Future’s Legends: LA Font

August 2, 2012 in Live Reviews by Chantel Donnan

The red-lit haze of the Troubadour showroom just screams rock n roll. Maybe it’s the legendary stories I’ve read about wild nights with Dokken or Guns N’ Roses, but there’s something about the dark of that room moments before a show that feels… significant. Electric, in a way. A bunch of other words I can’t think of because the feeling is just that overwhelming. And last week, when Echo Park band LA Font set foot on that stage, the feeling was as powerful as ever.

If there was one thing I took away from my last encounter with LA Font, it was this: “pure sex appeal.” That night, the boys had it in spades, and ladies in the crowd catcalled and whistled as the boys tuned up their instruments. I borrowed a pen from the bartender (which I returned, as promised, skeptical bartender woman) as the band started playing, but my notes quickly fell by the wayside; the band was simply too fascinating, and I had to soak it all in. Lead guitarist and singer Danny Bobbe is the epitome of a punk rock kid playing it cool. He sings with an indelibly bored expression that actually makes you want to dance, if only to impress him. In fact, the whole band (Bassist Greg Katz, Guitarist Jon Perry, and Drummer Harlow Rodriguez) gives off quite the rock star vibe – equal parts impassioned and indifferent.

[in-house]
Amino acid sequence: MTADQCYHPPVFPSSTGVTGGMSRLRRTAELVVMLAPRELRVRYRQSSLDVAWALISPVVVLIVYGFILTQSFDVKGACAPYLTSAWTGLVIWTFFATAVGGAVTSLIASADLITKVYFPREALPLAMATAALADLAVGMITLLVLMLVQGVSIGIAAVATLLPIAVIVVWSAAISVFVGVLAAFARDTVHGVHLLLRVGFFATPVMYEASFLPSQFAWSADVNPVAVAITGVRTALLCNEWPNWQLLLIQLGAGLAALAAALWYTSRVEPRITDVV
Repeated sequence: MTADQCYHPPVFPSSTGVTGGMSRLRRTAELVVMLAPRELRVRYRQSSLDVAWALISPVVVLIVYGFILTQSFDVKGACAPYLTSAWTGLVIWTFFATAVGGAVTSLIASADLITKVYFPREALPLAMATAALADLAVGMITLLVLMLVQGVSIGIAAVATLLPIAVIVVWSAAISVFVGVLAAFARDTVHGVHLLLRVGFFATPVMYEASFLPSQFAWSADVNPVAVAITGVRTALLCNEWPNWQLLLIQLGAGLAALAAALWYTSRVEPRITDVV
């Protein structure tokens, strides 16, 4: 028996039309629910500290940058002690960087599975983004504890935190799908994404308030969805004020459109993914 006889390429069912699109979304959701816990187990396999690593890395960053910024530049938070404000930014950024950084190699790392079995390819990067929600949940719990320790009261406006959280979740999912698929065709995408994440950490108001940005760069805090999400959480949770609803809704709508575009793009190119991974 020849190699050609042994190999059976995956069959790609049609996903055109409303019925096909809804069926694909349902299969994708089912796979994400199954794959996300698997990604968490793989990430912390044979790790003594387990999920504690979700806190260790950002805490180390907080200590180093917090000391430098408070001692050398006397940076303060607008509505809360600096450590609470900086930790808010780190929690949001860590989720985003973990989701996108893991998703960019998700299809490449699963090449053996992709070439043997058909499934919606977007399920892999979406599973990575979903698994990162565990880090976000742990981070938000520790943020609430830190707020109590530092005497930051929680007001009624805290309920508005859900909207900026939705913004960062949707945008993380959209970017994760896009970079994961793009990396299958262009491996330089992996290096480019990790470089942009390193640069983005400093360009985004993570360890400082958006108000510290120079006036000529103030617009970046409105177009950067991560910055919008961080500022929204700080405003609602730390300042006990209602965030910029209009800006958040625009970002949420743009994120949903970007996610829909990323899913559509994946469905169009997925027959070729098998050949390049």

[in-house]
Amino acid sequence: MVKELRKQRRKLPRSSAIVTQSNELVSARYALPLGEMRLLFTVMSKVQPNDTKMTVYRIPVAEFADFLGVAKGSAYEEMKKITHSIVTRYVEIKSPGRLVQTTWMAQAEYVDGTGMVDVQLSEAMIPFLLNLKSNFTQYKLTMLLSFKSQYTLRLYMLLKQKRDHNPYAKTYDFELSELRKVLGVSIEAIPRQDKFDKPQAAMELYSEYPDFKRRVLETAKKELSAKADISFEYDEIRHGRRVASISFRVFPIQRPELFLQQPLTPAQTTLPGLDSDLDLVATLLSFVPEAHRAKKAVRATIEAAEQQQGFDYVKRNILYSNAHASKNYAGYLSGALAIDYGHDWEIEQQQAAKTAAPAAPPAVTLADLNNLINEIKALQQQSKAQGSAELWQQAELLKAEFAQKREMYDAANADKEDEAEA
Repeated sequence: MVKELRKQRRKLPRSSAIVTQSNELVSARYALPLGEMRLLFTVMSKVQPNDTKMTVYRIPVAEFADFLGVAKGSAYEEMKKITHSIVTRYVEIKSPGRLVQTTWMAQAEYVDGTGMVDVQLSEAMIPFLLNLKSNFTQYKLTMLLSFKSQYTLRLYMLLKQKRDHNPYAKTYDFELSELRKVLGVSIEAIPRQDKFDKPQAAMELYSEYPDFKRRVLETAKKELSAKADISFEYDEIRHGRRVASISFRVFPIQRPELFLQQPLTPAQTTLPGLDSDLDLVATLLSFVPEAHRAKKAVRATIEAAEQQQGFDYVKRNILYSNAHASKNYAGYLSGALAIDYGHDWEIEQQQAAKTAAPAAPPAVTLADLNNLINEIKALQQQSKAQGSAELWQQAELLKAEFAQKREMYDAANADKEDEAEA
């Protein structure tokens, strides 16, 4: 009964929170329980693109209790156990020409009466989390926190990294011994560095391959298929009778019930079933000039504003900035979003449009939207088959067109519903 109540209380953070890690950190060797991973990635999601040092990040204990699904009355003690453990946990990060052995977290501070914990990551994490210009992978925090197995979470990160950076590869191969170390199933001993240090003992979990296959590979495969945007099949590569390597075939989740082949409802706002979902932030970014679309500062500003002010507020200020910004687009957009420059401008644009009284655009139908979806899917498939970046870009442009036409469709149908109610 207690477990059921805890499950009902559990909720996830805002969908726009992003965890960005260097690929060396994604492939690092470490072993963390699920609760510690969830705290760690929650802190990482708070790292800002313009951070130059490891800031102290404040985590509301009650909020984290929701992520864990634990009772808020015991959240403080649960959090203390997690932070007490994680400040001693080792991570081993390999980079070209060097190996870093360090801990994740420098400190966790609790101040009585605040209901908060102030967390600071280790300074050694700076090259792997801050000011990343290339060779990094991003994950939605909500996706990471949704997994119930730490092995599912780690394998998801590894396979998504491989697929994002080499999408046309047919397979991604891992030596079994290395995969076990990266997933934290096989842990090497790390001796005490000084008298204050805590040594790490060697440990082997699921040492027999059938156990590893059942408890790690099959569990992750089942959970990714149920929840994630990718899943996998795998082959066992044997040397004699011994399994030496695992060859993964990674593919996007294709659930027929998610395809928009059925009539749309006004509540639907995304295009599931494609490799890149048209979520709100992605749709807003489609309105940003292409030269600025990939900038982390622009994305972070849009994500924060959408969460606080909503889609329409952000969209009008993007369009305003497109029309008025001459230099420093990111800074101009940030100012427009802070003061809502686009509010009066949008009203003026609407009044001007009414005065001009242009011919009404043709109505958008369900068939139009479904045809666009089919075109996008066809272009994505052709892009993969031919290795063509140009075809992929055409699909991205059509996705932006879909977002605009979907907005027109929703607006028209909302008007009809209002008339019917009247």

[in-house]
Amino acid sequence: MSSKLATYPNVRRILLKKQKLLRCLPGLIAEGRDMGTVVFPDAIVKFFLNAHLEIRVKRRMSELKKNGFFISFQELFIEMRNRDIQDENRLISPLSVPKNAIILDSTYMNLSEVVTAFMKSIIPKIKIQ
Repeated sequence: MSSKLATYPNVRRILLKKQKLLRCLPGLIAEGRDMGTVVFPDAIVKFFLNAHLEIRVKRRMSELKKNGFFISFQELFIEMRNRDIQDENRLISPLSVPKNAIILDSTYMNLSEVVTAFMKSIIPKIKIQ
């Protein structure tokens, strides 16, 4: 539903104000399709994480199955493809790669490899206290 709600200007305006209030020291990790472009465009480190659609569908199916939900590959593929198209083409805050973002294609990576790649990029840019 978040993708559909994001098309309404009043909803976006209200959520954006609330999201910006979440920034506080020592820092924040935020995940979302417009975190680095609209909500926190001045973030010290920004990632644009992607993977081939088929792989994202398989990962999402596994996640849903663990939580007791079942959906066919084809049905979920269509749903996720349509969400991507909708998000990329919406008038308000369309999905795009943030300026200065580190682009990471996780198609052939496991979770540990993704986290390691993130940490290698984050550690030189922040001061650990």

LA Font played a quick set, including tracks from their EP The American Leagues such as “The American Leagues” and “Fine Lines,” as well as their most recent single, “Sharks.” (This particular tune is the one that won me over, back when I was stuck at a cheerleading function for my sister’s school with only my iPod to comfort me.) The whining drawl of Bobbe’s guitar solos, paired with the half-belted, half-shouted lyrics made this song a real crowd pleaser. As Greg and Jon gathered together on either side of a mic, ready to join Danny in singing, “I’ll do whatever it takes/It takes a symphony,” I couldn’t help disagree. These boys clearly did not need a symphony to rock one of the most infamous clubs in the LA music scene, and I suspect it’s only a matter of time before everyone has caught on to LA Font.

You can download LA Font’s entire musical catalogue on the band’s website.

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